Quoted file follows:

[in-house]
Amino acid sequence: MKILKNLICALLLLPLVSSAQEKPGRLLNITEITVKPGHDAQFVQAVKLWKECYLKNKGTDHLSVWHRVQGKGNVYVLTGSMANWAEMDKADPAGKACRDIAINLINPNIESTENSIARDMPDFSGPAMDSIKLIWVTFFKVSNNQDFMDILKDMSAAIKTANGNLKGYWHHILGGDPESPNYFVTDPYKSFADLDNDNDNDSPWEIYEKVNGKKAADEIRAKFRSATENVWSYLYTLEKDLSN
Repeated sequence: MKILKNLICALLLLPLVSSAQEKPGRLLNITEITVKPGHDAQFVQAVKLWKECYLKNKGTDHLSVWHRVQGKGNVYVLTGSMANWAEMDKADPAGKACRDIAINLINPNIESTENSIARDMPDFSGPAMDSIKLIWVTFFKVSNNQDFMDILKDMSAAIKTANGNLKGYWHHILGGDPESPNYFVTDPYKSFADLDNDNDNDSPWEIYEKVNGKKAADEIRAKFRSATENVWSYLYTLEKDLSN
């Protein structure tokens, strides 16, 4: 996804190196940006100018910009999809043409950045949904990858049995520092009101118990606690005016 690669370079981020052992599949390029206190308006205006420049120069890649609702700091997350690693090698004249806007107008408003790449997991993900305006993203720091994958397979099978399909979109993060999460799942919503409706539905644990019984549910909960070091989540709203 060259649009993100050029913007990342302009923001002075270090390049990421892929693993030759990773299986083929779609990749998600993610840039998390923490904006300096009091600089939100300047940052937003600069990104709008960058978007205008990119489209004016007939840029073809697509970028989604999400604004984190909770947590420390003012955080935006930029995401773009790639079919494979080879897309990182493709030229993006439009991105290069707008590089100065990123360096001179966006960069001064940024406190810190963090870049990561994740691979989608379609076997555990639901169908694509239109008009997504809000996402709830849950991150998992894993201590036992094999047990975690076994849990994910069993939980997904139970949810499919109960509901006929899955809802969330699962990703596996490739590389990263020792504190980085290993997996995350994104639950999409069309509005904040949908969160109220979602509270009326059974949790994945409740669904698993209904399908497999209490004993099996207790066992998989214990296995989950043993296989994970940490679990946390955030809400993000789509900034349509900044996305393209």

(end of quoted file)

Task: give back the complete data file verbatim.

[in-house]
Amino acid sequence: MKILKNLICALLLLPLVSSAQEKPGRLLNITEITVKPGHDAQFVQAVKLWKECYLKNKGTDHLSVWHRVQGKGNVYVLTGSMANWAEMDKADPAGKACRDIAINLINPNIESTENSIARDMPDFSGPAMDSIKLIWVTFFKVSNNQDFMDILKDMSAAIKTANGNLKGYWHHILGGDPESPNYFVTDPYKSFADLDNDNDNDSPWEIYEKVNGKKAADEIRAKFRSATENVWSYLYTLEKDLSN
Repeated sequence: MKILKNLICALLLLPLVSSAQEKPGRLLNITEITVKPGHDAQFVQAVKLWKECYLKNKGTDHLSVWHRVQGKGNVYVLTGSMANWAEMDKADPAGKACRDIAINLINPNIESTENSIARDMPDFSGPAMDSIKLIWVTFFKVSNNQDFMDILKDMSAAIKTANGNLKGYWHHILGGDPESPNYFVTDPYKSFADLDNDNDNDSPWEIYEKVNGKKAADEIRAKFRSATENVWSYLYTLEKDLSN
């Protein structure tokens, strides 16, 4: 996804190196940006100018910009999809043409950045949904990858049995520092009101118990606690005016 690669370079981020052992599949390029206190308006205006420049120069890649609702700091997350690693090698004249806007107008408003790449997991993900305006993203720091994958397979099978399909979109993060999460799942919503409706539905644990019984549910909960070091989540709203 060259649009993100050029913007990342302009923001002075270090390049990421892929693993030759990773299986083929779609990749998600993610840039998390923490904006300096009091600089939100300047940052937003600069990104709008960058978007205008990119489209004016007939840029073809697509970028989604999400604004984190909770947590420390003012955080935006930029995401773009790639079919494979080879897309990182493709030229993006439009991105290069707008590089100065990123360096001179966006960069001064940024406190810190963090870049990561994740691979989608379609076997555990639901169908694509239109008009997504809000996402709830849950991150998992894993201590036992094999047990975690076994849990994910069993939980997904139970949810499919109960509901006929899955809802969330699962990703596996490739590389990263020792504190980085290993997996995350994104639950999409069309509005904040949908969160109220979602509270009326059974949790994945409740669904698993209904399908497999209490004993099996207790066992998989214990296995989950043993296989994970940490679990946390955030809400993000789509900034349509900044996305393209």